I can’t remember a year of my life when, come February, I wasn’t way more excited for the Super Bowl than I was for Valentine’s Day. Including the years of my life in grade school when Valentine’s Day was actually fun and even the weird kids in your class (i.e. me) got candy and cards, instead of the adult version when you’re either single and secretly self-conscious or you and your partner feel considerable pressure to go out of your way and spend a lot of money on each other for no reason.
I don’t actually know anyone personally who says they like Valentine’s Day (so then why do we do it?!), but the way I imagine I “should” feel about Valentine’s Day as a single 20-something woman–according to Hallmark and various romantic comedies–is really encapsulated in how I feel about the Super Bowl. It’s the one day out of the entire year set aside for
somebody something I love. I love this person thing so much that I want to talk about them it all the time, but I realize that that’s not acceptable, because not everybody wants to hear about them it on any given day. But on this day, every American will be joining me in celebrating my love! Even the people who don’t care are forced to play along, or else they’ll be left out. Because as everyone knows, if you don’t watch the Super Bowl, you are a communist.
I really feel for people who have never fallen in love…with a team. We love sports because we love people. We love seeing the ones we love succeed and we love gloating when the ones we don’t fail. We love the surge of victory, the excitement that brings us to our feet, the unity that comes from the collective high-fives and hugs from anonymous fans as a whole community comes together to celebrate, their only commonality being the colors of their mock jerseys. The drama and the intrigue of sports–and anyone or anything else we love–gets us through the banality of life, really. It gives us something to look forward to every fall, something to miss every spring, something to become overly obsessed with to the annoyance of our family and friends.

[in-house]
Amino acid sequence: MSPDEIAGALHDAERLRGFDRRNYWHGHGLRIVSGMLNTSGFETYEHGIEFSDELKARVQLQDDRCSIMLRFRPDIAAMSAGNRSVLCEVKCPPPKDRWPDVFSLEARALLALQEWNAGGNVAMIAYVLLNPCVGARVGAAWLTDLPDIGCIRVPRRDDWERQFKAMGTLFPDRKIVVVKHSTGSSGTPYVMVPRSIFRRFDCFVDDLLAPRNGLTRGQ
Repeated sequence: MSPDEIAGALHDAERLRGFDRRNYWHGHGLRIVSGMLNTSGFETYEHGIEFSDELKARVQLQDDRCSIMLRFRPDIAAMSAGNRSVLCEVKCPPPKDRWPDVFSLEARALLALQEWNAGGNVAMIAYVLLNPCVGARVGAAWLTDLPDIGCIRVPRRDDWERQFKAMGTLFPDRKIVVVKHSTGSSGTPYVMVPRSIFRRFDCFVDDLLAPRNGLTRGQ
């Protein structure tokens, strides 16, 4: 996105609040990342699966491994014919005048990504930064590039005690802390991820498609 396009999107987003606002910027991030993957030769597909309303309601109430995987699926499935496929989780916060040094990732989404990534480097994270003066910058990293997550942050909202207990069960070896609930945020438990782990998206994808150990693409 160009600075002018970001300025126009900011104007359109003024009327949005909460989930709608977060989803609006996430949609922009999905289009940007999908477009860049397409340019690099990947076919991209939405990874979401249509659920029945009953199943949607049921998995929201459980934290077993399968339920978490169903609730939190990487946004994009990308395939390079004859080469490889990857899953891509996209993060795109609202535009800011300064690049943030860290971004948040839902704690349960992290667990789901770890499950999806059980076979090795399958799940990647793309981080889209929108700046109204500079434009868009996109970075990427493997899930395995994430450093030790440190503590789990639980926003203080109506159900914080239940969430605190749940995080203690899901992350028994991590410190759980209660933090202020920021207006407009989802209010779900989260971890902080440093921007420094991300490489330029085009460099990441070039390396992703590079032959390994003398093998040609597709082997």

And we stick with our team through losing seasons, through embarrassing losses to subpar teams, through scandals and controversies. We stick with them as our favorite players drop from the rosters due to cheating or crime or drugs or racism or violence or abuse, behavior that individuals sustained after allowing their heads to grow larger than life due to all their success. We hold on to our faith that there are other players in the sea, and that we’ll find some good guys one day as long as we don’t give up on the game.
…Now that I think about it, the SuperBowl and Valentine’s Day really are celebrating the same thing: love. Except, instead of a husband, I have two: the Green Bay Packers and the Oregon Ducks.
But if I were to have a husband, I would choose Aaron Rodgers and his good-at-football-ness and facial hair growing abilities.